• Identity Amnesia: Prior to the events of the first book, Dire apparently underwent a process where she removed all memories of who she was, although it left her skills entirely intact. note 
    • This is masking the actual situation, that her identity was removed in all of her incarnations in order to allow the artificial intelligences to vote on her actions.
  • I Love Nuclear Power: Since Tesla won the electricity transmission war, there is no need for nuclear power plants and all the use for nuclear material is weaponsmaking. Or mutating people into metahumans, using Eastman-Laird radiation.
  • Immune to Mind Control: Dire’s aware of telepaths and has taken measure to mitigate their effects. Even if one succeeds in controlling her, they won’t be for long.
  • Incompatible Orientation: Vorpal is the first of many to be saddened that Dire is not only aromantic but also rather heterosexual.
  • Kaiju: The second book reveals that the term is commonly used for giant beasts created by villains, and features several plant-based ones created by Professor Vector.
  • Kayfabe: In the first book, Martin introduces Dire to professional wrestling and the idea of "kayfabe" as an explanation for why superheroes and supervillains follow certain rules when fighting. Dire continues to make use of those lessons to manipulate her image to her advantage.
  • MacGyvering: Give Dire a box of scrap metal and watch her build yet another suit of Powered Armor or some robot minions in no time.
  • Millennium Bug: This has apparently crippled the world at the beginning of the first book, shutting down all broadcast power and thereby communications. It was actually engineered by artificial intelligences who used the outage to kill their rivals, "Digital Intelligences" that were shackled to specific hardware and thus helpless with the communication down.
  • Monster Clown: Sparky notes that this was a trend for a while with villains adopting clown personas. The worst of the lot was The Great Clown Pagliacci who is now Barbatos, leader of the Bad Bloods, as a vampire.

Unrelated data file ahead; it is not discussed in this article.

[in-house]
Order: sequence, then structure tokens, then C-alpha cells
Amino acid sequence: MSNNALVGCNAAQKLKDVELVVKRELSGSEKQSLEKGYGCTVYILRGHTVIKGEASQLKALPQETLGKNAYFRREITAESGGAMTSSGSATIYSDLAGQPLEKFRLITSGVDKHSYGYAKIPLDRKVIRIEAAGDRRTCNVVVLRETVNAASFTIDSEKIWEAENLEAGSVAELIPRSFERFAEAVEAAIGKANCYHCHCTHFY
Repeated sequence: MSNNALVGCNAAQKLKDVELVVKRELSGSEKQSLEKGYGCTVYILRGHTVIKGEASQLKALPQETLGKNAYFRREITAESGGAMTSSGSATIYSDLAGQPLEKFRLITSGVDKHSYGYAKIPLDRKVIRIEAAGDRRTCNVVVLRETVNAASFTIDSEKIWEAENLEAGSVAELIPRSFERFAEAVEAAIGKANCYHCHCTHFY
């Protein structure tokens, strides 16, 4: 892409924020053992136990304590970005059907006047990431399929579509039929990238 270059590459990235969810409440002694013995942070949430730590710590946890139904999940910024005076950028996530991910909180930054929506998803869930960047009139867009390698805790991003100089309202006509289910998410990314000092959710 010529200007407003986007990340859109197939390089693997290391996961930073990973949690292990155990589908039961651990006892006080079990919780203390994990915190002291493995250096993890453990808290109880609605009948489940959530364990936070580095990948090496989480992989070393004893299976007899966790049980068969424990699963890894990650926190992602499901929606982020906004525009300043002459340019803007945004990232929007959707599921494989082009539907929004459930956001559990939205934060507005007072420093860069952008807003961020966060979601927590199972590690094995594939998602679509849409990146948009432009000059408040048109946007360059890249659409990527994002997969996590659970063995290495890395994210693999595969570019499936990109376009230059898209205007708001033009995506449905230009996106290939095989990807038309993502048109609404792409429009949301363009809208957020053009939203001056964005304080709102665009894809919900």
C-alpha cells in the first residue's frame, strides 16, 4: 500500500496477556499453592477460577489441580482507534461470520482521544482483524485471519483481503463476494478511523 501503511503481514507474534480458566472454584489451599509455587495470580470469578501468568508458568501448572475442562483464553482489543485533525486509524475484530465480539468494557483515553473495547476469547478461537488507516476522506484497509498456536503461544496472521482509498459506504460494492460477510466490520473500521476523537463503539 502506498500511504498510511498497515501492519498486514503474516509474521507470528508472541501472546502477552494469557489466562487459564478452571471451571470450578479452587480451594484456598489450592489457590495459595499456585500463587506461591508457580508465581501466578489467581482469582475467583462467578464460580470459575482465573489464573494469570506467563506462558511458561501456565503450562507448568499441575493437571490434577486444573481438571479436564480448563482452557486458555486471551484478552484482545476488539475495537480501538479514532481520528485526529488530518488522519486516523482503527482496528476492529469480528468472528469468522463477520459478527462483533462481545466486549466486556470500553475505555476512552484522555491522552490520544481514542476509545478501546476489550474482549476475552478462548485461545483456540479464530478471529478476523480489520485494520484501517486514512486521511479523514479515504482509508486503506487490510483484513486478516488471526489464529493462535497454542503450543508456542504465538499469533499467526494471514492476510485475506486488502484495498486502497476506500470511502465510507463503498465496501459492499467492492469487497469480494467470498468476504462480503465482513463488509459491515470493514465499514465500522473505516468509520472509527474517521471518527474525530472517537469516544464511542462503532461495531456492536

• Never Live It Down: Strictly speaking, everything Dire did in the first book that the heroes knew about would not have painted her as an outright villain if Ballista hadn't forced her to fight him over accusations of killing Scrapper. Even her nemeses-to-be, Tomorrow Force, were sensible (alright, less obnoxious) until she was clearly slotted into villainy in their mind.
    • On a more personal level, when Ballista "goes vigilante" and fights her armor actually worn by Minna in the third book, he's convinced he should have killed Dire back then, and apparently let it affect his life enough to go off the reservation.
  • Our Time Travel Is Different: Apparently true for each individual time traveling power. Possibly for every different method of scientific time travel as well.
  • Overheating: After Dire builds her first armor, this is a common problem for her as the wave generator in the armor generates heat as it's used. Getting caught in the middle of a firefight nearly cooks her at one point.
  • Powered Armor: Dire cobbles together a set of powered armor from the remains of a defeated hero and parts from broken down cars. Her subsequent builds are made with proper tools, and the armor becomes a major part of her Kayfabe persona.
  • Power Parasite: The end goal of von Katzen is to get Tesla into a machine that will transfer his genius into Hitler.